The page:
George Mason University psychology professor Yi-Ching Lee is conducting research to learn how driving can be used to monitor health conditions.
As a part of the study “Diagnostic Driving: Real-Time Driver Condition Detection Through Analysis of Driver Behavior,” Lee and her team are looking at how teens and young adults with Attention Deficit Hyperactivity Disorder (ADHD) operate cars when they take their ADHD medication versus when they forget a dose, or if the medication dosage needs to be adjusted.
“We want to know how the driving behaviors are different under well-controlled medication and out-of-control medication,” she says.
Machine-learning techniques are used to pick up patterns in driving behaviors, especially unsafe maneuvers, and to detect nearby traffic, road configurations, and other data.
More than 300 participants will be a part of the four-year study through the use of driving simulators or by driving their own cars outfitted with special sensors and cameras.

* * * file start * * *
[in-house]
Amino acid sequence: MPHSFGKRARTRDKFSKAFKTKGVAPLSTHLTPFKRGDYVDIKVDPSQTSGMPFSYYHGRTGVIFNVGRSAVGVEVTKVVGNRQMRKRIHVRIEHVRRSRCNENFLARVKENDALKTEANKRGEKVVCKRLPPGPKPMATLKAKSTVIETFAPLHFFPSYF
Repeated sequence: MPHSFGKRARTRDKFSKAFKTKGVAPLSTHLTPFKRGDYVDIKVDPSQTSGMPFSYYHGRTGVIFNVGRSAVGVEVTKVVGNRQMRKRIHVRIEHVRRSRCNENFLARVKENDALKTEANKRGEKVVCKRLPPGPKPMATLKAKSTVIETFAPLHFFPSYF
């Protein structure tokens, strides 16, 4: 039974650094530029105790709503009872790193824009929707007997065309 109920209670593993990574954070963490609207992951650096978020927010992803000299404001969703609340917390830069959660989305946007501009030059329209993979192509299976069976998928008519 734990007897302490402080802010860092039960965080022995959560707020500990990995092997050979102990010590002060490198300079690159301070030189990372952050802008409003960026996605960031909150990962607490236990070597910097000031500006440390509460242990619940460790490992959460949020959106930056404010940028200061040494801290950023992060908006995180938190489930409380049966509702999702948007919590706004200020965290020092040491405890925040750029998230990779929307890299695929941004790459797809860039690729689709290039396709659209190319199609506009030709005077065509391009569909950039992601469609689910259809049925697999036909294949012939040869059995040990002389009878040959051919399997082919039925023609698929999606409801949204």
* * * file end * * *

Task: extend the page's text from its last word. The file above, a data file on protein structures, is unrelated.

“If successful, our work will lead to transformative changes in how we monitor many types of patients, not only those with ADHD, but those with other medical and post-surgical conditions,” Lee says.
Perhaps in the future, machine learning-equipped computers in cars can monitor behaviors. If deviations are detected, then warnings can be generated and feedback sent to care providers.
The study, which also includes researchers from Drexel University, the Children’s Hospital of Philadelphia, and the University of Central Florida, is funded by an $891,135 grant from the National Science Foundation.